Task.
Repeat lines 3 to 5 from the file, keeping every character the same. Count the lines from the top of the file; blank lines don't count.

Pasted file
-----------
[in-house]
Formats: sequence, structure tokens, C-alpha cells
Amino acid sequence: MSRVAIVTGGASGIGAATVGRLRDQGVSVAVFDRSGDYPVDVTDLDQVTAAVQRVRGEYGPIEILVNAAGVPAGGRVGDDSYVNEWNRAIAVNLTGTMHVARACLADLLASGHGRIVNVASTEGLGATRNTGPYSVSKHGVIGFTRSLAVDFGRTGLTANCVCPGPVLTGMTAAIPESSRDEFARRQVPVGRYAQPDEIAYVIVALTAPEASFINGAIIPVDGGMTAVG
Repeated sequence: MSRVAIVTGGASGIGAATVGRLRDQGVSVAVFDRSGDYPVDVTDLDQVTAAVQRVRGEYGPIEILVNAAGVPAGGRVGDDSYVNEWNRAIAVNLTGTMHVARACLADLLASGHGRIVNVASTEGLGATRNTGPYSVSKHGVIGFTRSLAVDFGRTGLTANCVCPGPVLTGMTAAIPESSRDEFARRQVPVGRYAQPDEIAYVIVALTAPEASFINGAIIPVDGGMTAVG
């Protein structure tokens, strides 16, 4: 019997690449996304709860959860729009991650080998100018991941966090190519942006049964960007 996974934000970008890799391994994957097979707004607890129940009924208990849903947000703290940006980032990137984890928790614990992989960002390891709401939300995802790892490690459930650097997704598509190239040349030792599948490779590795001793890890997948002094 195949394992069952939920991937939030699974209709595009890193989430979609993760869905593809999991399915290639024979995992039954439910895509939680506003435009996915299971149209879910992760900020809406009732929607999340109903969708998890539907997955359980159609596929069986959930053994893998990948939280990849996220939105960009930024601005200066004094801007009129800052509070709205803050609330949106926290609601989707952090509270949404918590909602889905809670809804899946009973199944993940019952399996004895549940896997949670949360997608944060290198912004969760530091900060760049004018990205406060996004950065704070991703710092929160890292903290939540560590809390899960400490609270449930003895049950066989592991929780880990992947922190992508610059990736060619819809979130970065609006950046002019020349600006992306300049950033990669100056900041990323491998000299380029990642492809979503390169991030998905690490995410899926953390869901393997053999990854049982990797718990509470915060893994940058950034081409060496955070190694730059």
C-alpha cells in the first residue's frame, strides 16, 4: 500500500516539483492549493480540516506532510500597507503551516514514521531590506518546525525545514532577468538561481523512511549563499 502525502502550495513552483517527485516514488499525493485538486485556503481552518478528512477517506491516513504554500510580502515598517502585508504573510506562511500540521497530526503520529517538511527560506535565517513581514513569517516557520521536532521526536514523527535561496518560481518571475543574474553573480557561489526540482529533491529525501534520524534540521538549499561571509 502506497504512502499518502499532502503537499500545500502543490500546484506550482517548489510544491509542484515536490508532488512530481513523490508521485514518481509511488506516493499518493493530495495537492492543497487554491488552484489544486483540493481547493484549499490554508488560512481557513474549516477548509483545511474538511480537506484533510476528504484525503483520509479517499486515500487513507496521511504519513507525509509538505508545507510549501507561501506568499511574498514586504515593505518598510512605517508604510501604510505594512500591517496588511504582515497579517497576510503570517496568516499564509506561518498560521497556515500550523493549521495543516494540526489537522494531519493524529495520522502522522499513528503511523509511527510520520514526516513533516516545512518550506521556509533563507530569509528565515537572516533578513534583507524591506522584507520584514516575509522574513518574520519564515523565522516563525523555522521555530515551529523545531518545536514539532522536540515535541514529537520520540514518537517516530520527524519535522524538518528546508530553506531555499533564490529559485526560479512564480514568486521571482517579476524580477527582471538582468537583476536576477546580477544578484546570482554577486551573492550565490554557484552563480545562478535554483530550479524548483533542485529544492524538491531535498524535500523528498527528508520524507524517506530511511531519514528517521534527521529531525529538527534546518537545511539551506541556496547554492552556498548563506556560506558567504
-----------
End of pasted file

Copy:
Amino acid sequence: MSRVAIVTGGASGIGAATVGRLRDQGVSVAVFDRSGDYPVDVTDLDQVTAAVQRVRGEYGPIEILVNAAGVPAGGRVGDDSYVNEWNRAIAVNLTGTMHVARACLADLLASGHGRIVNVASTEGLGATRNTGPYSVSKHGVIGFTRSLAVDFGRTGLTANCVCPGPVLTGMTAAIPESSRDEFARRQVPVGRYAQPDEIAYVIVALTAPEASFINGAIIPVDGGMTAVG
Repeated sequence: MSRVAIVTGGASGIGAATVGRLRDQGVSVAVFDRSGDYPVDVTDLDQVTAAVQRVRGEYGPIEILVNAAGVPAGGRVGDDSYVNEWNRAIAVNLTGTMHVARACLADLLASGHGRIVNVASTEGLGATRNTGPYSVSKHGVIGFTRSLAVDFGRTGLTANCVCPGPVLTGMTAAIPESSRDEFARRQVPVGRYAQPDEIAYVIVALTAPEASFINGAIIPVDGGMTAVG
């Protein structure tokens, strides 16, 4: 019997690449996304709860959860729009991650080998100018991941966090190519942006049964960007 996974934000970008890799391994994957097979707004607890129940009924208990849903947000703290940006980032990137984890928790614990992989960002390891709401939300995802790892490690459930650097997704598509190239040349030792599948490779590795001793890890997948002094 195949394992069952939920991937939030699974209709595009890193989430979609993760869905593809999991399915290639024979995992039954439910895509939680506003435009996915299971149209879910992760900020809406009732929607999340109903969708998890539907997955359980159609596929069986959930053994893998990948939280990849996220939105960009930024601005200066004094801007009129800052509070709205803050609330949106926290609601989707952090509270949404918590909602889905809670809804899946009973199944993940019952399996004895549940896997949670949360997608944060290198912004969760530091900060760049004018990205406060996004950065704070991703710092929160890292903290939540560590809390899960400490609270449930003895049950066989592991929780880990992947922190992508610059990736060619819809979130970065609006950046002019020349600006992306300049950033990669100056900041990323491998000299380029990642492809979503390169991030998905690490995410899926953390869901393997053999990854049982990797718990509470915060893994940058950034081409060496955070190694730059």